Monday, January 7, 2008
Have you seen an eggplant before? What about an acorn squash? I have, and you may have, too. But Lauren Melodia has found a lot of people who haven't.
In an effort to help her community eat healthier and fresher foods, she started a Community Supported Agriculture project. Every week, Melodia gives Bedford-Stuyvesant residents the opportunity to buy food they can't get anywhere else in their Brooklyn, New York, neighborhood: fresh produce. She encourages her neighbors to stop eating food out of a box that has ingredients they can't pronounce.
CSAs are popping up countrywide because they're a mutually beneficial partnership between a local farm and a community. The residents provide a stable financial base for the farm. In turn, the farm provides affordable produce for the people -- food they might have never seen before, but can certainly pronounce.
Update: Watch the CNN.com Live interview
we all sit and express our emotions, our opinions, and share our thoughts. this is amazing and it is at it`s best what we live and fight for. (I hope) the question is who are you and more importantly what would you do to keep it. I myself have 2 things to lose-everything and nothing. age and wisdom have the answer to this. i will not lose anything, and i will fight to lose nothing. please wake up, you earned it.
that's awesome. i hope she continues her effort to help her local residents eat healthier... but i don't know if i ever would eat acorn squash, or maybe i would?
I'm not clear how this operation is financed. If this women is handing out free vegetables, who is paying the farmers to grow them? I would love to start something like this at my school. Inner city youth have very little knowledge of fresh fruits and vegetables. This could help curb obesity in our country.
sorry but I fail to see this as being amazing. I too would be interested in who is financing and organizing the operation. I doubt a person can simply carry all the goods to this place by herself. not impressed, work has little impact.
I think this is great. Taking the initiative to do something like this is not easy. Most people just sit and think how they can do something good for the world and what they can do with their passion. Lauren just took the first small step. Sure it takes research and a lot of hard work to pull all strings to make it happen, but lets not be negative! This is not easy. I think Lauren's efforts are commendable and inspiring! Way to go girl! Keep going...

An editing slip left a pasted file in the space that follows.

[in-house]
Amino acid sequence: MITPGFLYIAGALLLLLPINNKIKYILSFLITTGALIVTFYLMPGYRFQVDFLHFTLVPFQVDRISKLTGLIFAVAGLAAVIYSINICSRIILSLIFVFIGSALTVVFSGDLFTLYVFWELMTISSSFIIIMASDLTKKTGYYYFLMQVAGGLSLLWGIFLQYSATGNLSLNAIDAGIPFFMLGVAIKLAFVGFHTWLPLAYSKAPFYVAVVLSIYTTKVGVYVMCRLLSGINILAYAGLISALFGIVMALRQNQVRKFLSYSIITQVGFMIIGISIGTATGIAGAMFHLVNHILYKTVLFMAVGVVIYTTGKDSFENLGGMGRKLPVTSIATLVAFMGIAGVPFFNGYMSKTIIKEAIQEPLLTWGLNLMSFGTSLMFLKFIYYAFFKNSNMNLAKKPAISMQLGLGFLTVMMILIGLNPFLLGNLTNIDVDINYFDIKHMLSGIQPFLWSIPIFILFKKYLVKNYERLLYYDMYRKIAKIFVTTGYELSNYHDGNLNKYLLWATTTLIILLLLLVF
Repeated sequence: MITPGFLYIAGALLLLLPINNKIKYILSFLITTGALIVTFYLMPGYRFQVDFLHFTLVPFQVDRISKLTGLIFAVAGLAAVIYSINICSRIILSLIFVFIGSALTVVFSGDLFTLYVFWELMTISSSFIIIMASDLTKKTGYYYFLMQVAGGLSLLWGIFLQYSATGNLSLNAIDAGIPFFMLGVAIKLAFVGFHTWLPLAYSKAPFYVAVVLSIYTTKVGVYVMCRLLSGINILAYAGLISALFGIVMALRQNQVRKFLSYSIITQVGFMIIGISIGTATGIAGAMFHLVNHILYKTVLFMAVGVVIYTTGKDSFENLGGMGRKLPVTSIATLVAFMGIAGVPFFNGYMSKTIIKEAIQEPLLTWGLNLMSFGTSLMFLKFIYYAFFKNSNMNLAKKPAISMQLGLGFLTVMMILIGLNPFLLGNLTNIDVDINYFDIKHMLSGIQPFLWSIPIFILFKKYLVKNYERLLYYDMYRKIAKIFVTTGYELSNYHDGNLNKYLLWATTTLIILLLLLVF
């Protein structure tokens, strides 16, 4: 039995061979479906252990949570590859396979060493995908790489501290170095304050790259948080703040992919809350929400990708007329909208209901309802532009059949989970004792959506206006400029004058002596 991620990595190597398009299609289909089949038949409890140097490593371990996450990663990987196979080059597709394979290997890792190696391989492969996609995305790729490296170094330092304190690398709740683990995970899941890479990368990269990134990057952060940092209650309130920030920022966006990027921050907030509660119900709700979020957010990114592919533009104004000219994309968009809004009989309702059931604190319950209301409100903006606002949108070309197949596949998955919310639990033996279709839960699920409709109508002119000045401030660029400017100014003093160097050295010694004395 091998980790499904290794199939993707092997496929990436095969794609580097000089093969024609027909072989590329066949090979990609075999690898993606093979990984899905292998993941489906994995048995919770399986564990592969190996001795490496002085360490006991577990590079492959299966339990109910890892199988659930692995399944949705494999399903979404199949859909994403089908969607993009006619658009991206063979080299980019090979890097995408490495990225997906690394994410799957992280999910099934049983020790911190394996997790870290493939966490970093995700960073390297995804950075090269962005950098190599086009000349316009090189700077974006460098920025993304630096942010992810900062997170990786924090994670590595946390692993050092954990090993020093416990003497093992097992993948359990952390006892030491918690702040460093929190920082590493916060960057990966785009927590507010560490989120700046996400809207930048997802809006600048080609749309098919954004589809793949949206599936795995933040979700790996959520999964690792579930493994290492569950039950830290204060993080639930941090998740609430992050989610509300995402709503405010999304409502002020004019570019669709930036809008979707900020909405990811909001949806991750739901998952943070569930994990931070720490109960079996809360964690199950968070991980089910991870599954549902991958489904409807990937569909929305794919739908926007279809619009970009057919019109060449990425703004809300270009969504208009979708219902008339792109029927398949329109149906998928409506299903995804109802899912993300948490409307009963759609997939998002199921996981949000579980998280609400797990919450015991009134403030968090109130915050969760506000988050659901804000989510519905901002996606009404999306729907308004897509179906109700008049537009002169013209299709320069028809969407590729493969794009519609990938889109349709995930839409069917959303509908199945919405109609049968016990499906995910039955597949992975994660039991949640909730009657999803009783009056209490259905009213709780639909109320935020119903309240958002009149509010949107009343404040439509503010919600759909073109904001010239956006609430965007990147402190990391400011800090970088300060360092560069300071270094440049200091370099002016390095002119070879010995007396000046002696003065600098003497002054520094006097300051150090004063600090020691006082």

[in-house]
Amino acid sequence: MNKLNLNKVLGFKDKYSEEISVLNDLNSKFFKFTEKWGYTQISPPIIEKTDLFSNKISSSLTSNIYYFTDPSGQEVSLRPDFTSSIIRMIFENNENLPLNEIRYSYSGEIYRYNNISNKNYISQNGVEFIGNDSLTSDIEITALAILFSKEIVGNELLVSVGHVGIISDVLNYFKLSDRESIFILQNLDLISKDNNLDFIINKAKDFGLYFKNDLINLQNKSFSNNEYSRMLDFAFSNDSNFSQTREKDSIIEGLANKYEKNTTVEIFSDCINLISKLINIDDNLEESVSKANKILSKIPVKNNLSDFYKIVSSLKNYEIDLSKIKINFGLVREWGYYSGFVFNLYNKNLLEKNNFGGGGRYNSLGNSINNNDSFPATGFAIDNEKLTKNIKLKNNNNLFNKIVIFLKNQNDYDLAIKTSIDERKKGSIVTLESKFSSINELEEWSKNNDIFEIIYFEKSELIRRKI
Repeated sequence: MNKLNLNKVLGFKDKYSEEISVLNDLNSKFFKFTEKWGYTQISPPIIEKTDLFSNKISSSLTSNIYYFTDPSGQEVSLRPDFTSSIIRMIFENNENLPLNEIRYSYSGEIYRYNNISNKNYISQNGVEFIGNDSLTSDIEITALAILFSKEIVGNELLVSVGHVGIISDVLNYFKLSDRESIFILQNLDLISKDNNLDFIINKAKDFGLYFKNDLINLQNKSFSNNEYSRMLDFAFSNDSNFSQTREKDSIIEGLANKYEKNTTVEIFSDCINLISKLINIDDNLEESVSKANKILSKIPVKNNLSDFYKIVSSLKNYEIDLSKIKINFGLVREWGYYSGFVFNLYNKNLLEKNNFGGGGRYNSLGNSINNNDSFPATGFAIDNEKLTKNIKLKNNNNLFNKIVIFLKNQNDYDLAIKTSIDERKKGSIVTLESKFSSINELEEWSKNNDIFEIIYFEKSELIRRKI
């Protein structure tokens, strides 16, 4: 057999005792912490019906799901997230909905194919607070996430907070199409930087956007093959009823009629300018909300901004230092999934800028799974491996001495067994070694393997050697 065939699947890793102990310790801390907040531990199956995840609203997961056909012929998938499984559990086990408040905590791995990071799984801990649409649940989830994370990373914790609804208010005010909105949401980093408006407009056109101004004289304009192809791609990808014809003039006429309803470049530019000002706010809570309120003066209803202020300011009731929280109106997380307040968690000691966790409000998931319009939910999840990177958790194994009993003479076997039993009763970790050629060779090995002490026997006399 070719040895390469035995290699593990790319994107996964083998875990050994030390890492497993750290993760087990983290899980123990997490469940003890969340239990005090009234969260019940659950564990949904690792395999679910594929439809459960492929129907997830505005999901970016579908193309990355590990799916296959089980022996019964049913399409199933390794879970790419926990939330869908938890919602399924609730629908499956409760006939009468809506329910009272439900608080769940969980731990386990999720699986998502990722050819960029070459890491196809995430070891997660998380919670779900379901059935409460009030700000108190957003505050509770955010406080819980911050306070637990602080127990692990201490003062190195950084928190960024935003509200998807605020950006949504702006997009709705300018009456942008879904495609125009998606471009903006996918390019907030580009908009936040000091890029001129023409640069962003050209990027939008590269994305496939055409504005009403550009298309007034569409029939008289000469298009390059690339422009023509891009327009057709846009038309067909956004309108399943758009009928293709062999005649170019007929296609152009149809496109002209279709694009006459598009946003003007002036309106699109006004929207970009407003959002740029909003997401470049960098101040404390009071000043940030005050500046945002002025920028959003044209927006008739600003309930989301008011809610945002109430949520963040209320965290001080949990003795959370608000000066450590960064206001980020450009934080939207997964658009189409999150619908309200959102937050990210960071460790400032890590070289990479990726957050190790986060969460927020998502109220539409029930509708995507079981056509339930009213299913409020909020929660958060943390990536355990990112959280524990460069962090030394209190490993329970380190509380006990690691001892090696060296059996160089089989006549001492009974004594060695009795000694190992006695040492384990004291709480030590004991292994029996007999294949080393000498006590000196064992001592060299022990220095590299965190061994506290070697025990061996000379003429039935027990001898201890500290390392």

How the program works is explained here ---> http://bedstuycsa.wetpaint.com/page/About+the+Bed-Stuy+CSA
Basically, people buy into the farm during late winter, early spring. The money is used to purchase seeds and labor.
In return, they get a share of the farm's harvest each week from June through October (20-22 weeks).
Actually, it seems like a great idea.
I've been a part of Hellgate CSA for three years now (in Queens, NY - www.hellgatecsa.com), and have been greatly impacted by the concept of community supported agriculture. I met Lauren a few months ago at a Just Food conference (www.justfood.org), and am impressed by the dedication of people like her to coordinate getting farmers connected with communities like hers and mine. It's no easy task, especially when done in your spare time (yes - most CSAs are 100% volunteer run). Congratulations to Lauren and Bed-Stuy CSA for being featured!
I think this is a great thing for the farmers and the communities. For Lauren and others to do this on a volunteer basis is amazing and to be commended. Maybe if it was real cheap I'd learn to like an eggplant:) I just discovered I like curried butternut squash soup, so I'm all for broadening our horizons in regards to using farm fresh produce when we can. One thing that drives me crazy at the grocery store is that produce is so costly! This would be really helpful.
Vegetables truly are not that costly when you break it down. I buy a couple of broccoli crowns, one large carrot, one Italian Squash, and one red pepper all for less than $5. I cut it up and boil them with some curry sauce and add a few chicken tenders and serve with brown rice. This is enough for two meals. Isn't this cheaper and healthier then a combo meal from a fast food place?
I commend this young lady. I have traveled overseas for 10 years now, you wouldn't believe how many Americans didn't know what whole foods looked like. There were Peace Corps volunteers depressed and wasting away because they didn't know how to eat foods that weren't canned washed, or cut. Many couldn't identify a single herb in its whole form. Some of the older Americans were just the same. I think this is the worst addicition of all - processed food. Veggies are inexpensive and so diverse, I would love to spread the word in my area and am so proud of Melodia- YOU ROCK and you save lives!
To those who wonder how one could give out free produce...
Maybe if you acutally read the description, "Melodia gives Bedford-Stuyvesant residents the opportunity to BUY food they can't get anywhere else..."
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